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Member Spotlight, May 2024

In each issue of Inside ASIS&T, we feature a different member to discuss ASIS&T and the field of information science and technology. Please contact Pamela Yonker if you would like to be featured in Member Spotlight.

Andrew Cox, PhD
Senior Lecturer
School of Information, University of Sheffield


How long have you been an ASIS&T member? 

I have been an ASIS&T member for seven years.

Why did you decide to join ASIS&T?

It is so valuable to be connected into the global community of IS researchers and practitioners in ASIS&T. So much interesting research is being done by members; they have so much insightful experience. I wish I had time to attend all the ASIS&T events and webinars!


Do you have any advice for new ASIS&T members?

Get involved in one of the committees or SIGs! Your energy as a volunteer is essential to the health of our professional community. Working closely with others on a project such as running a workshop or webinar creates valuable bonds. It gives you the chance to discover the latest thinking, even before it is published, and to play your part in shaping the debate.

What skills and/or knowledge do you believe have been overemphasized or underemphasized for those in the field of information science?

It would be good to see more critical research that investigates issues from the perspectives of minoritised groups in society and places issues of power centre stage in information science. There is a lot of such work, but we need more. At the same time it would also be great to see even more work that crosses the divide between qualitative and quantitative research. In the digital domain there is huge potential to bring together both forms of investigation. It will be very interesting to see how the proliferating array of AI-based research tools come to be employed in critical research.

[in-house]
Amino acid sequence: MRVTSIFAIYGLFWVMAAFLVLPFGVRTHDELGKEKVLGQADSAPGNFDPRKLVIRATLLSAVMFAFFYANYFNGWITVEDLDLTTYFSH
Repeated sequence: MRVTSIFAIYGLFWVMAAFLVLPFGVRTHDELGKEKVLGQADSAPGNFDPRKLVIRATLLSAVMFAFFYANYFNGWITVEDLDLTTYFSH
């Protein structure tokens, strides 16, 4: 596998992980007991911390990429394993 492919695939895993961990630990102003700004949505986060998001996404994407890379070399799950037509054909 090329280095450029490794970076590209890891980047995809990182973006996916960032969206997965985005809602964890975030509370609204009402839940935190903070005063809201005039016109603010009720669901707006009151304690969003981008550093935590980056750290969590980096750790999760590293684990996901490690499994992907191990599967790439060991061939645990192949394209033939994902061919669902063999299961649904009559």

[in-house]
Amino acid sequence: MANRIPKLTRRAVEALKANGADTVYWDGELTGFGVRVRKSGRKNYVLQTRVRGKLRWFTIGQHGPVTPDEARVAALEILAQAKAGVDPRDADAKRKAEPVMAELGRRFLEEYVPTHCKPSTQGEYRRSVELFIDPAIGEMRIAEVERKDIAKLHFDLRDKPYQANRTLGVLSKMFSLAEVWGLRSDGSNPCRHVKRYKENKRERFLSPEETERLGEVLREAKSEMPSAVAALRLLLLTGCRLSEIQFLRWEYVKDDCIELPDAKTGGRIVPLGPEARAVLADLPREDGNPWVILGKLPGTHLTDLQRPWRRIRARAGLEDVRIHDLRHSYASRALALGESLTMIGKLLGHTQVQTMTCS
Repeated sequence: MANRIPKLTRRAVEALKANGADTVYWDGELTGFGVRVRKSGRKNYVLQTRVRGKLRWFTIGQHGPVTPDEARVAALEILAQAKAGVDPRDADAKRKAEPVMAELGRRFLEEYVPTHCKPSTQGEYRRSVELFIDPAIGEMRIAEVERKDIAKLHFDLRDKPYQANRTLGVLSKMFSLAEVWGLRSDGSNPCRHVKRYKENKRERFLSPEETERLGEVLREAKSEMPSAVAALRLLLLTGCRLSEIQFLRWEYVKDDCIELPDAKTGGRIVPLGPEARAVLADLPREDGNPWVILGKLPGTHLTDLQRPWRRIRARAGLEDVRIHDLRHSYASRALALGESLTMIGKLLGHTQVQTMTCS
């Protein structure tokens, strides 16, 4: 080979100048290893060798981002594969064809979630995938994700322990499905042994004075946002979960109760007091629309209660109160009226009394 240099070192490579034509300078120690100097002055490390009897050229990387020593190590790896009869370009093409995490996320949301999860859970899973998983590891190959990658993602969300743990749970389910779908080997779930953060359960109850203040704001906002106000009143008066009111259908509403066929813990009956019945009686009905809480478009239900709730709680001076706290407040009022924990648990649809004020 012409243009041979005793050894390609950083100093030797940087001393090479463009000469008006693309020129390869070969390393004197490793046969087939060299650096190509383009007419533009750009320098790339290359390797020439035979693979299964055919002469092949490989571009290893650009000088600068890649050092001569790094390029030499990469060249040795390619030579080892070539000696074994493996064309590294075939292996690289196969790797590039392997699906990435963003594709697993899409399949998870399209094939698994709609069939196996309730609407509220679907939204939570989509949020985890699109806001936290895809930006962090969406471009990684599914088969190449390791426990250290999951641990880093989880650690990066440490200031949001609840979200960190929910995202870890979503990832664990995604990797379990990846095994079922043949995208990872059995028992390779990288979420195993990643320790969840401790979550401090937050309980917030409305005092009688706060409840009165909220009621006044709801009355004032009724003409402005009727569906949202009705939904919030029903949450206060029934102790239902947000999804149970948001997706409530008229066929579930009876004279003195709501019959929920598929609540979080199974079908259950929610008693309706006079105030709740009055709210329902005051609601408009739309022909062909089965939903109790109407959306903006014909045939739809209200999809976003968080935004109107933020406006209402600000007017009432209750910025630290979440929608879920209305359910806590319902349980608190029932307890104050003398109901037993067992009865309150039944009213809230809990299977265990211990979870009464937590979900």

What is a project you are working on right now that excites you?

We are doing some work around how AI is being used by students, particularly students with disabilities. They have many concerns around AI, as we all do, but they are finding powerful ways to use the technology to overcome their challenges in academic writing. Generative AI has been such a disruptive force in education and it is hard for us as teachers to keep up. But it is very exciting if technologies such as generative AI, transcription and translation can level the playing field for students with disabilities. The challenge now is how to define policies and pedagogies that clearly define the difference between allowable uses and unfair means.

What is the most important skill you have developed in your career?

It may not be a skill really, but I think openness to new ideas is so important to a researcher. It is a wonderful moment when you suddenly see a problem or issue from a completely new perspective. This is the most marvellous part of research. To reach such moments requires patience and bravery. Keep listening to what others are saying: especially when it seems hardest to understand them. Keep watching what is happening: especially when it is most against expectation. Keep engaging with new communities: especially those that seem most puzzling. Keep reading, especially when the ideas are most unfamiliar and difficult. Keep analysing and reflecting. Look at the detail but also try to step back to see the big picture. As researchers what we need most is the openness and bravery to think new things.